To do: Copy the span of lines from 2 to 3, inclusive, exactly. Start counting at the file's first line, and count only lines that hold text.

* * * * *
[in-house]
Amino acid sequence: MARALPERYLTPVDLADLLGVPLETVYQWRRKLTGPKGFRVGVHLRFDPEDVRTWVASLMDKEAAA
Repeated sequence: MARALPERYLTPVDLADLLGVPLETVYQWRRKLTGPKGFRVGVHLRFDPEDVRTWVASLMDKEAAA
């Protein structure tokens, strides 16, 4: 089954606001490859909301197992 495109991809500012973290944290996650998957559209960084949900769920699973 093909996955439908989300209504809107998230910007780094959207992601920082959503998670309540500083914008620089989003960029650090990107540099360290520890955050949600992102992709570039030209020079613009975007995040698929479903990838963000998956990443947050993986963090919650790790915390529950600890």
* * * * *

Amino acid sequence: MARALPERYLTPVDLADLLGVPLETVYQWRRKLTGPKGFRVGVHLRFDPEDVRTWVASLMDKEAAA
Repeated sequence: MARALPERYLTPVDLADLLGVPLETVYQWRRKLTGPKGFRVGVHLRFDPEDVRTWVASLMDKEAAA